Flexible Spending Account (FSA) Rules

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Flexible Spending Account rules aren’t complicated. But you’ll need to follow them to avoid incurring penalties or losing your contributions. Be sure you know each of the rules for Healthcare FSAs, Limited Purpose FSAs, and Dependent Care FSAs.

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Editor’s note: An earlier, and shorter version of this blog post was previously published. We published this update because the rules aren’t complicated, but knowing them will prevent you from incurring penalties or losing your Flexible Spending Account contribution.


Flexible Spending Accounts (FSAs) are an excellent way to help you save for anticipated medical, dental, and vision expenses. As well as dependent care costs.

Like all tax-advantaged accounts, the IRS has rules and regulations on how FSAs function. Especially about who can contribute and how much. And what those contributions can be used for. As you’ll see, the Flexible Spending Account rules aren’t complicated. But you will need to follow them to avoid incurring a penalty or losing any of your contributions.

What is a Flexible Spending Account (FSA)?

Let’s start with the basics. A Flexible Spending Account (FSA) is a spending account. It allows you to contribute tax-free money to pay for eligible medical, dental, vision, or dependent care expenses. Depending on the type of account you have.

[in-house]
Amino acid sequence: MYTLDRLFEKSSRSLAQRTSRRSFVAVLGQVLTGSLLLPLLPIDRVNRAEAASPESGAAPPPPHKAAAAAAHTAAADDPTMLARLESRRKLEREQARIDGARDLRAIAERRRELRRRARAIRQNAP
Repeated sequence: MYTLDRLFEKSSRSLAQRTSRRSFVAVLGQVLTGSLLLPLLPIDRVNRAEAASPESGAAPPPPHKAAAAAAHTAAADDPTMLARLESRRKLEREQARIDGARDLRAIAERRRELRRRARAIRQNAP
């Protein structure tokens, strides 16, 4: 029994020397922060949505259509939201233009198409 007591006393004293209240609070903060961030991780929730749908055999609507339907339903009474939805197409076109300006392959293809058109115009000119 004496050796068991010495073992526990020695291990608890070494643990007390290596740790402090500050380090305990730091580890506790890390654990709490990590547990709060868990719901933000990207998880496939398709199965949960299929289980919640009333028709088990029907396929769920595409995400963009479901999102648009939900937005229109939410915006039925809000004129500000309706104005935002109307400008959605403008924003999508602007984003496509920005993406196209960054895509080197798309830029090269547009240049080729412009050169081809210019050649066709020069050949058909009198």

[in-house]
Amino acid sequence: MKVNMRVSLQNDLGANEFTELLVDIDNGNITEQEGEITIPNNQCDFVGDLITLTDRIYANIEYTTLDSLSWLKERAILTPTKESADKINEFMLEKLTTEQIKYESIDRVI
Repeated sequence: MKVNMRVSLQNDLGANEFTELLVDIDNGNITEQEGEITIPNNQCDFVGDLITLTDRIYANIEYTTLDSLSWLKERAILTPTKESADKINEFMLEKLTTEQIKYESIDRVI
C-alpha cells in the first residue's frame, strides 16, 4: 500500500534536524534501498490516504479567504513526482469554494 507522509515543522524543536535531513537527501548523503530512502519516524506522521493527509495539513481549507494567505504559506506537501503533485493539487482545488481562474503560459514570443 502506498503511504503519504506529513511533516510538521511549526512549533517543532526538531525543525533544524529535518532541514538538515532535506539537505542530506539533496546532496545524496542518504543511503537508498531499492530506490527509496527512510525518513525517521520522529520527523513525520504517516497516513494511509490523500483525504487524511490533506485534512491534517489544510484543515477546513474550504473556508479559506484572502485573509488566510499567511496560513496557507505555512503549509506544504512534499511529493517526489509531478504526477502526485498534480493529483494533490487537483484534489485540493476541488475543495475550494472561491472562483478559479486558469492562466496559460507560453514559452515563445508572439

The three most common types of FSAs are the Healthcare FSA for medical expenses. A Limited Purpose FSA is for dental and vision expenses. And the Dependent Care FSA is for expenses associated with child and adult day care.

Where Do I Sign up for an FSA?

FSAs are employer-based plans. Typically you set up an FSA when you begin a job or during the yearly open enrollment period. The only other time would be after a qualifying event like a marriage, birth, or death of a dependent, among others. Unfortunately, those who are self-employed aren’t eligible for an FSA.

How Do I Contribute to an FSA?

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When you elect to participate in your employer’s FSA, you can choose how much you want to contribute for the year up to the applicable IRS annual contribution limit. Then, your employer will deduct the appropriate amount from each paycheck and deposit that money in your FSA. Your employer can also choose to contribute to your FSA, but they aren't required to.

Each type of FSA has its own contribution limit. For 2020 the limits are as follows:

Healthcare FSAs: $2,750. Healthcare FSA contributions work on an individual basis. So each spouse in the household can open their own FSA if it's offered by their employer. And each spouse can contribute up to the 2020 contribution limit. That’s a maximum of $5,500 per married couple.

Limited Purpose FSAs: $2,750. Limited Purpose FSAs also work on an individual basis. As such, both spouses must open their own accounts through their respective employers. A married couple can contribute a maximum of $5,500.

Dependent Care FSAs: $5,000. Dependent Care FSAs function differently. Contribution limits are determined by household and tax filing status. If you are a married couple who files jointly, you may open one Dependent Care FSA and contribute up to $5,000 into that account.

If you file separately from your spouse, you may open two separate accounts. Provided you’re both given the option through your employers. And contribute up to $2,500 in each account. If you and the other parent of your child(ren) are divorced or separated, only the parent with primary custody of the children may open and contribute to a Dependent Care FSA.

The IRS typically ties contribution limits to inflation and as such, they are subject to change annually.